To achieve this, few points need to be considered:

- Approximately half of the data consists of pure noise.
- About one-fourth of the data is composed of “yes” responses generated from random noise.

To determine the number of real “yes” responses in the data, you subtract the noise-generated “yes” responses from the total number of “yes” responses. Mathematically, this is expressed as:

real yeses = total number of yeses — (1/4 x dataset size)

Since half of the data was discarded due to noise, it’s necessary to adjust for this loss when estimating the actual count of real “yes” responses. Doubling the number of real “yes” responses compensate for the elimination of half the data:

Actual Count of Real Yeses = 2×Real Yeses

This process helps in obtaining a more accurate representation of the true positive responses within the dataset, accounting for the presence of noise and ensuring a better understanding of the underlying information.

By doing these steps we can get real distribution. Check right histogram in image below, we achieved the number 60 and has very less or no margin of error likely to happen.

Data after removing and with Noise.

This can help the researcher to complete studies easily on the impact of smoking on cancer. This also help to preserve individual user privacy because only half of the response in the database are honest response not generated by noise. Know more here.

Unary Encoding Plugin: Similar method will be used as random response in implementing differential privacy using Unary Encoding VDK Plugin.

To install and configure our new plugin Unary Encoding we need to run:

pip install vdk-local-differential-privacy

After installing the Unary Encoding plugin, we need to update the config file:

# update config


#add preprocessing step

#set property specific to this plugin
differential_privacy_unary_encoding_fields='{"patient": {"blood": ["A","B","AB","O"]}}'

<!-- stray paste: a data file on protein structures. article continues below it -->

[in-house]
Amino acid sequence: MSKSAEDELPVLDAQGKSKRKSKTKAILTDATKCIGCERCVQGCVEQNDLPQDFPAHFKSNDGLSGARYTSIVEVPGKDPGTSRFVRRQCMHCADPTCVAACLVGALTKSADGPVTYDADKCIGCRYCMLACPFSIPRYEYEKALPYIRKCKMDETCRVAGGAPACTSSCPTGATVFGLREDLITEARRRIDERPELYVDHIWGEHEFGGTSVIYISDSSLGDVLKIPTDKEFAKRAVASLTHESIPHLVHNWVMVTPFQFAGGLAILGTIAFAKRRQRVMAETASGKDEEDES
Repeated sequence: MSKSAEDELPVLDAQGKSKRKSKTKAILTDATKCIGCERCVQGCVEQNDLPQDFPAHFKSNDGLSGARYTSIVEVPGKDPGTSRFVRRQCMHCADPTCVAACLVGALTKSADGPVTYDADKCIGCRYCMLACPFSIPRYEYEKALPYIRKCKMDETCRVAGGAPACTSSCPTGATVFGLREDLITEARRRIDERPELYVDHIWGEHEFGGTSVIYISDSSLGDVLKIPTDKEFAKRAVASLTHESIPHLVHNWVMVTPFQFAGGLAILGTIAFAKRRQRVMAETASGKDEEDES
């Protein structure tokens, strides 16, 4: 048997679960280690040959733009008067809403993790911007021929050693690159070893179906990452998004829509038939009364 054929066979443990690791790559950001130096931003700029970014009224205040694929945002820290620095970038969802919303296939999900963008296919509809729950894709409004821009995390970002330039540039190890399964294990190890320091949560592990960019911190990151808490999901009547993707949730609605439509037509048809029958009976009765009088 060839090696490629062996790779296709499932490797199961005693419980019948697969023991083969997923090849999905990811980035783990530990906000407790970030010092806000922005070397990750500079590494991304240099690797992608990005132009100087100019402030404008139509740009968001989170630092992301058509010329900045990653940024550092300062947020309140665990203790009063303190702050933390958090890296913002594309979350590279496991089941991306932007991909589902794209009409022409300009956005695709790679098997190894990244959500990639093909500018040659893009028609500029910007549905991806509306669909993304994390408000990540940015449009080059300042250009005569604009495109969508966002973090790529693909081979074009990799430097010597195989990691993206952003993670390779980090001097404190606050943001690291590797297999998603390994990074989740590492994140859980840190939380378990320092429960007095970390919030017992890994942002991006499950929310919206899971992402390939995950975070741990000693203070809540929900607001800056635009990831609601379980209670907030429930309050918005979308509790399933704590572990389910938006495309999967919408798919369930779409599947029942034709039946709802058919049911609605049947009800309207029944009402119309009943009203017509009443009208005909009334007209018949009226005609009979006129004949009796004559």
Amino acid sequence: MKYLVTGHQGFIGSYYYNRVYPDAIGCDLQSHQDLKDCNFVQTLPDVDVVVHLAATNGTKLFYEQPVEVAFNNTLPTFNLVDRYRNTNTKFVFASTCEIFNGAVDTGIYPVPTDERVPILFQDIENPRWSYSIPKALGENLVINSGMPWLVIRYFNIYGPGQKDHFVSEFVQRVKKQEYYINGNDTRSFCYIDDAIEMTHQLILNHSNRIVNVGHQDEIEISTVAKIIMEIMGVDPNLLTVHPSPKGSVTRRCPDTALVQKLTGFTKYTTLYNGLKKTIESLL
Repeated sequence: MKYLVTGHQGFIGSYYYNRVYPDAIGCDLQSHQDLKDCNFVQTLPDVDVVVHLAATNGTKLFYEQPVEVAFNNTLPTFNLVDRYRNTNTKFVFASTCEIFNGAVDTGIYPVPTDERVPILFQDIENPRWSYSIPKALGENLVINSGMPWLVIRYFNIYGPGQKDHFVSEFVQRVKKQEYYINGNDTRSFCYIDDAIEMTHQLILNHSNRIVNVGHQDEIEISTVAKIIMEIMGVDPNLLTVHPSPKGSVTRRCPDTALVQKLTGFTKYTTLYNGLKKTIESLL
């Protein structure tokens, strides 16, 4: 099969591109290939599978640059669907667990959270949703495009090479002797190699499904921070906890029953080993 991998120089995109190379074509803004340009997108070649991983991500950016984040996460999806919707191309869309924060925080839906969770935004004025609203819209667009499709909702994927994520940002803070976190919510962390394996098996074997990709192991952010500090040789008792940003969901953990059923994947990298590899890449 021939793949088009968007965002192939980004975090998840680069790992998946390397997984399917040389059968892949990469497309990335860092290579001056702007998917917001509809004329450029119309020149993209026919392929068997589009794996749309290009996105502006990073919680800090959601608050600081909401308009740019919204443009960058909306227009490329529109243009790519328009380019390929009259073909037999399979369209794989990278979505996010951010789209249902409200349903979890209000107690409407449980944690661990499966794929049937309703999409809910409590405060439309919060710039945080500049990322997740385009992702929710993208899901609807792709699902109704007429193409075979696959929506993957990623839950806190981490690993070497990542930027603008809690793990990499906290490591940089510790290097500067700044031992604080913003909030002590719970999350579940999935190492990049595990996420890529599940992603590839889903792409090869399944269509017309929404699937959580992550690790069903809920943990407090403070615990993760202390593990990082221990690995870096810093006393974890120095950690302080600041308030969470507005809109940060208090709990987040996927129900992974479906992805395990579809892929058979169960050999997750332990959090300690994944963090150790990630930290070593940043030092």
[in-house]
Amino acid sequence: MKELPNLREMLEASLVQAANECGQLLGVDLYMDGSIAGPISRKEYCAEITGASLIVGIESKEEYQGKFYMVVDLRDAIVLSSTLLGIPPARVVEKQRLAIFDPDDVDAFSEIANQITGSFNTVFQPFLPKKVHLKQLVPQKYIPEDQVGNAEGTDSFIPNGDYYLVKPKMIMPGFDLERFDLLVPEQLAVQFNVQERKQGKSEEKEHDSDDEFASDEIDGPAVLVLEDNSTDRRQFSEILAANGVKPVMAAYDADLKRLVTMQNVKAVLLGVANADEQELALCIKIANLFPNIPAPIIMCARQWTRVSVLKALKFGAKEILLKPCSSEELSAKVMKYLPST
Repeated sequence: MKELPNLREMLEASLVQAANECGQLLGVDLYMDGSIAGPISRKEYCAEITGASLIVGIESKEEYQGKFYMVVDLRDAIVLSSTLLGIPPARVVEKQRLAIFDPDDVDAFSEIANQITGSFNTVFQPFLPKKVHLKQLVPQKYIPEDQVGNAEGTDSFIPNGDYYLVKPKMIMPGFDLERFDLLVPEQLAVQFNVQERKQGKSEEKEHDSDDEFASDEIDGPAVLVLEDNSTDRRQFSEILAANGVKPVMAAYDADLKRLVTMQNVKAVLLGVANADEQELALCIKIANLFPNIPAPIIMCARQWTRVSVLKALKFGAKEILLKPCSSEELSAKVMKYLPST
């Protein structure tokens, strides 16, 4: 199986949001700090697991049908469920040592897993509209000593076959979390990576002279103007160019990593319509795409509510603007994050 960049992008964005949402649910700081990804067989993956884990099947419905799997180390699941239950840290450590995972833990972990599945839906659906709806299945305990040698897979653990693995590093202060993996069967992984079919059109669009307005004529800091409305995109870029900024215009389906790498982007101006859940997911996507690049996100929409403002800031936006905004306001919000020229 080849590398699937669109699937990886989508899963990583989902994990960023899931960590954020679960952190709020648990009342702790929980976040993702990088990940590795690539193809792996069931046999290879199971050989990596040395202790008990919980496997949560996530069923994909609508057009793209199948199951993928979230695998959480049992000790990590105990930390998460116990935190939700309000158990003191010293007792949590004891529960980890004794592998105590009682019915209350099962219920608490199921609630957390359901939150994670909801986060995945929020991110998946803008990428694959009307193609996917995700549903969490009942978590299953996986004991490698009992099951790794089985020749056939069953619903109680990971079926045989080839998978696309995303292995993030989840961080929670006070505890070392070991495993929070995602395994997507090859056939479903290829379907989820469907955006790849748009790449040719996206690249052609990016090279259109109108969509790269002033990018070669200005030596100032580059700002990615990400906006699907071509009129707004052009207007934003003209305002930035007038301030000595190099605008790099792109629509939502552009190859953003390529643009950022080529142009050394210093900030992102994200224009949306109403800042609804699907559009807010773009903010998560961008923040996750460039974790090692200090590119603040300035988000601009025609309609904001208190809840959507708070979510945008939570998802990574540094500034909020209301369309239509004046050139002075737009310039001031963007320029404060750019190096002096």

Follow the above code and see how we can add a preprocessing step in config file. In the next step, we set properties specific to this plugin “unary_encoding_differential_privacy”, and in next step we want to add unary encoding on “patient” table in column “blood” with blood groups as Enum values.

from vdk.api.job_input import IJobInput

def run(job_input: IJobInput):
for _ in range(50):
obj = dict(str_key="str", blood_type="B")

payload=obj, destination_table="patient", method="memory"

In above script you can see, we have 50 patients with blood type “B” and save it to database. Implementing unary encoding using Versatile Data Kit plugin to implement differential privacy is somewhat similar to random response plugin method.

Basically, random response introduces randomness to protect privacy in statistical data, while unary encoding is a binary representation method commonly used for categorical data.


In concluding this article for safeguarding consumer privacy with Differential Privacy and the Versatile Data Kit (VDK), we emphasise the critical importance of ethical data practices. Balancing privacy and creativity need collaborative efforts, and the combination of these tools provides a strong framework for responsible data management. As organisations negotiate this changing world, they must embrace openness, adapt to legislation, and prioritise privacy.

The integration of Differential Privacy and VDK not only protects client privacy but also lays the groundwork for a trustworthy and responsible digital future. VDK is also working on providing support for differential privacy in SQL queries and global differential privacy.

This article is coauthored by Astrodevil and Paul Murphy combining their expertise to provide a well-rounded perspective on the topic.

Additional Resources

💡Check Versatile Data Kit GitHub Repo:

💡Check YouTube Video Tutorial:

💡Check files related to VDK plugins:

💡Check the Getting Started guide of VDK to learn more: